Devices & Diagnostics

Mobile health tourney: Personal health records vs. tracking blood pressure monitor data

An app that provides users a way to carry around their personal health record and improve communication with physicians faces off with an app that syncs up with an FDA cleared blood pressure monitor to track heart rate and pulse.

The NCAA College Basketball tournament may be must-see TV but here mobile health apps and devices are in the throes of competition and the stakes are high. Adherence, remote monitoring, engagement, improved outcomes, reduced healthcare costs. So begins our mini tournament of mobile health apps.

iHealth Wireless Blood Pressure Monitor companion app by iHealth Lab Inc  (FDA cleared) vs. iBlueButton by Humetrix

iHealth Labs, a subsidiary of China-based Andon Health, developed its iHealth Wireless Blood Pressure Monitor as a mini medical device that uses Bluetooth technology to measure, track and share heart rate, pulse and measurement time. It got FDA 510(k) clearance in June 2012. Although the technology is not yet reimbursed it is expected to reduce readmissions and improve outcomes. This month it introduced an app for iOS phones and tablets that integrates the data collected from not only its blood pressure device, but also its Bluetooth enabled scale.It’s designed to engage patients in their heart health

iBlueButton, however, is likely to have wider ramifications. Developed by Humetrix, after winning a the app was developed as part of the government’s iBluebutton initiative. Launched in 2010 by the Veterans Administration to give veterans access to readable copies of their medical records, the program has also been adopted by the Defense Department and Medicare, of whom there are 47.5 million enrollees as of 2010, according to census data.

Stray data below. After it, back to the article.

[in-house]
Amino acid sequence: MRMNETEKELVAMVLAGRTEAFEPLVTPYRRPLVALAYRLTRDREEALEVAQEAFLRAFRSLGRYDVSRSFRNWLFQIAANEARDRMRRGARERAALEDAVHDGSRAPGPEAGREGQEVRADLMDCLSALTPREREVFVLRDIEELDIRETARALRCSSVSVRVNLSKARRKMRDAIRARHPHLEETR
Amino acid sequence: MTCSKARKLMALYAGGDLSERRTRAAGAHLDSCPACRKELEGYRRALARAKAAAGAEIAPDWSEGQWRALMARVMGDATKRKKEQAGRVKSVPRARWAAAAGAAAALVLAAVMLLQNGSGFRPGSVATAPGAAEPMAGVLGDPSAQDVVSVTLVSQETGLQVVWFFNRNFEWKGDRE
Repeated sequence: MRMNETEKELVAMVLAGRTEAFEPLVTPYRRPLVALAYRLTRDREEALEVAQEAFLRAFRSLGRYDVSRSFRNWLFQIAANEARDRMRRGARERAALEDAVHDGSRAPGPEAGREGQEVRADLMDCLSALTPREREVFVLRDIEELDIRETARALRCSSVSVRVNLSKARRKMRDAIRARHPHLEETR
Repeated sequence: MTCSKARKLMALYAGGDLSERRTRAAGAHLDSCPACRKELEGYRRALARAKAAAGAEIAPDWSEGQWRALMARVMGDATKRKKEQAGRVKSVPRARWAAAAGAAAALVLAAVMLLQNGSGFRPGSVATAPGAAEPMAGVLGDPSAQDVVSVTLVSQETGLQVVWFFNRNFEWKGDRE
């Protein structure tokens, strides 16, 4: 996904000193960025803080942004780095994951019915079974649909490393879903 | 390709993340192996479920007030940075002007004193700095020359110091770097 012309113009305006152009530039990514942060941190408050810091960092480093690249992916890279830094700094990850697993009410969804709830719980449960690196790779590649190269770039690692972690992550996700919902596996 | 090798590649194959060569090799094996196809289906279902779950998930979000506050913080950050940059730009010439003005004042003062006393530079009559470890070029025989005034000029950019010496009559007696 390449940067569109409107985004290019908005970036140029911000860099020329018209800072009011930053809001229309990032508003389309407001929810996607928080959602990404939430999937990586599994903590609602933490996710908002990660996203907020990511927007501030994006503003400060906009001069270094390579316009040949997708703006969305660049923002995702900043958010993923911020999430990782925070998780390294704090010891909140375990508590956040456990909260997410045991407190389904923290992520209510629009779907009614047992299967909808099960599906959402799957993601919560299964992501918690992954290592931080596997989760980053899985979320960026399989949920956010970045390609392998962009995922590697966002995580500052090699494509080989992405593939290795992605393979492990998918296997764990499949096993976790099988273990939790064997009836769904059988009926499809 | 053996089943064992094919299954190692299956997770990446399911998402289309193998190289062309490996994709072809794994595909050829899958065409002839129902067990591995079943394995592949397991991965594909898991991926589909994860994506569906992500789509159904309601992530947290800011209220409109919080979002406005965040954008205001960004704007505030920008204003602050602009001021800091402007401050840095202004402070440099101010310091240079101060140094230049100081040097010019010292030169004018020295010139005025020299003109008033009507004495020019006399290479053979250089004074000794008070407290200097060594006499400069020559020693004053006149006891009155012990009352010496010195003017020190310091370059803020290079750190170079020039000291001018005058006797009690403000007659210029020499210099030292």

The app translates ICD-9, NDC, NPI and other medical codes into English. Users get access to their personal health records through one of four personal health record portals: MyMedicare, TRICARE Online, Aetna and RelayHealth. They can enter the medication they’re on and see if there are any problematic drug interactions. There’s also a physician facing app that allows doctors to create notes for patients, securely receive any patient medical information they may get from other providers, payers and health information exchange systems. It’s not fault proof. The older portion of the Medicare recipient population would have a tough time viewing text contained within the charts and some veterans have reported problems downloading records. The program grants many consumers what they have wanted — access to their own health information, making them more knowledgeable about their medical history and putting them in a position to share that information with providers.

Winner: iBluebutton

Why? Among the primary goal of the federal program are to reduce medical errors and unnecessary hospitalization. By giving people access to their records, they can stay informed about their health and better engage healthcare professionals.

Stay tuned next week when the winners of this round face off against each other as March mobile health Madness continues.